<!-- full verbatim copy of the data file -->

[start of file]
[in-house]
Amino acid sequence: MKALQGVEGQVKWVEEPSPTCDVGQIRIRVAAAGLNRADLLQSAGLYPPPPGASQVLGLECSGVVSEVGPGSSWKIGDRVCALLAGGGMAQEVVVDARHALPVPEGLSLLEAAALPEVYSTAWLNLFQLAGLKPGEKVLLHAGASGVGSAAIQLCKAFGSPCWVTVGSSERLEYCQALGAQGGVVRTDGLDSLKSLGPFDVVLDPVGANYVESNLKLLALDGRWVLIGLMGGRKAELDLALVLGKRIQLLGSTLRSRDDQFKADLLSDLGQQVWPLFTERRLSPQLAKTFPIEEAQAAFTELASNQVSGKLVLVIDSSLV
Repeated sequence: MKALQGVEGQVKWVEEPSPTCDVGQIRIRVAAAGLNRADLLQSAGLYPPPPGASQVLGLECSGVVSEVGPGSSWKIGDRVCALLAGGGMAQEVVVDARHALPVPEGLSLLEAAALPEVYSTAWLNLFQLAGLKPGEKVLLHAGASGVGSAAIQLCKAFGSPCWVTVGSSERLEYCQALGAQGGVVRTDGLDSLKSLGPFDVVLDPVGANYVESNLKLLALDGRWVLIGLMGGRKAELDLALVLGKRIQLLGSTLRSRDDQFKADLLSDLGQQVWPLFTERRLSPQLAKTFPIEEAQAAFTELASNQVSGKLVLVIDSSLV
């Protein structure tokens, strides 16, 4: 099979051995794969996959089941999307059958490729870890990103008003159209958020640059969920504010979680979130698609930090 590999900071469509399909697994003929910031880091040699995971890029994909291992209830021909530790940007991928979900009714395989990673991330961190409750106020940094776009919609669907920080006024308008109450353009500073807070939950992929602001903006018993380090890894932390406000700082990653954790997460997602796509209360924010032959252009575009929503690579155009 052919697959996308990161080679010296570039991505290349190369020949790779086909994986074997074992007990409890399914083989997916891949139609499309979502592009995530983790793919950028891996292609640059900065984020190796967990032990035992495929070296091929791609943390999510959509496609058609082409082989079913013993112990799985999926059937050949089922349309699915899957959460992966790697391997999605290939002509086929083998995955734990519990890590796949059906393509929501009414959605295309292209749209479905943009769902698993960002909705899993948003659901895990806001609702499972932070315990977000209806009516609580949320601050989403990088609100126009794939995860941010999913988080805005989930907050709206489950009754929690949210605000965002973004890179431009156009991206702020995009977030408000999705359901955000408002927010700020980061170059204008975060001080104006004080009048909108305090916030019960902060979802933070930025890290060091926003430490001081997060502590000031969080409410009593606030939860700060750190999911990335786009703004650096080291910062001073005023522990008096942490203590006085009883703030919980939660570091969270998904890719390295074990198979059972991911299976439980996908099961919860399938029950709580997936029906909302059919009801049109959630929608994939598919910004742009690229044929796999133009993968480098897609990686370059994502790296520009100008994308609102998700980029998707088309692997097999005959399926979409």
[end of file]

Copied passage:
[in-house]
Amino acid sequence: MKALQGVEGQVKWVEEPSPTCDVGQIRIRVAAAGLNRADLLQSAGLYPPPPGASQVLGLECSGVVSEVGPGSSWKIGDRVCALLAGGGMAQEVVVDARHALPVPEGLSLLEAAALPEVYSTAWLNLFQLAGLKPGEKVLLHAGASGVGSAAIQLCKAFGSPCWVTVGSSERLEYCQALGAQGGVVRTDGLDSLKSLGPFDVVLDPVGANYVESNLKLLALDGRWVLIGLMGGRKAELDLALVLGKRIQLLGSTLRSRDDQFKADLLSDLGQQVWPLFTERRLSPQLAKTFPIEEAQAAFTELASNQVSGKLVLVIDSSLV
Repeated sequence: MKALQGVEGQVKWVEEPSPTCDVGQIRIRVAAAGLNRADLLQSAGLYPPPPGASQVLGLECSGVVSEVGPGSSWKIGDRVCALLAGGGMAQEVVVDARHALPVPEGLSLLEAAALPEVYSTAWLNLFQLAGLKPGEKVLLHAGASGVGSAAIQLCKAFGSPCWVTVGSSERLEYCQALGAQGGVVRTDGLDSLKSLGPFDVVLDPVGANYVESNLKLLALDGRWVLIGLMGGRKAELDLALVLGKRIQLLGSTLRSRDDQFKADLLSDLGQQVWPLFTERRLSPQLAKTFPIEEAQAAFTELASNQVSGKLVLVIDSSLV
């Protein structure tokens, strides 16, 4: 099979051995794969996959089941999307059958490729870890990103008003159209958020640059969920504010979680979130698609930090 590999900071469509399909697994003929910031880091040699995971890029994909291992209830021909530790940007991928979900009714395989990673991330961190409750106020940094776009919609669907920080006024308008109450353009500073807070939950992929602001903006018993380090890894932390406000700082990653954790997460997602796509209360924010032959252009575009929503690579155009 052919697959996308990161080679010296570039991505290349190369020949790779086909994986074997074992007990409890399914083989997916891949139609499309979502592009995530983790793919950028891996292609640059900065984020190796967990032990035992495929070296091929791609943390999510959509496609058609082409082989079913013993112990799985999926059937050949089922349309699915899957959460992966790697391997999605290939002509086929083998995955734990519990890590796949059906393509929501009414959605295309292209749209479905943009769902698993960002909705899993948003659901895990806001609702499972932070315990977000209806009516609580949320601050989403990088609100126009794939995860941010999913988080805005989930907050709206489950009754929690949210605000965002973004890179431009156009991206702020995009977030408000999705359901955000408002927010700020980061170059204008975060001080104006004080009048909108305090916030019960902060979802933070930025890290060091926003430490001081997060502590000031969080409410009593606030939860700060750190999911990335786009703004650096080291910062001073005023522990008096942490203590006085009883703030919980939660570091969270998904890719390295074990198979059972991911299976439980996908099961919860399938029950709580997936029906909302059919009801049109959630929608994939598919910004742009690229044929796999133009993968480098897609990686370059994502790296520009100008994308609102998700980029998707088309692997097999005959399926979409």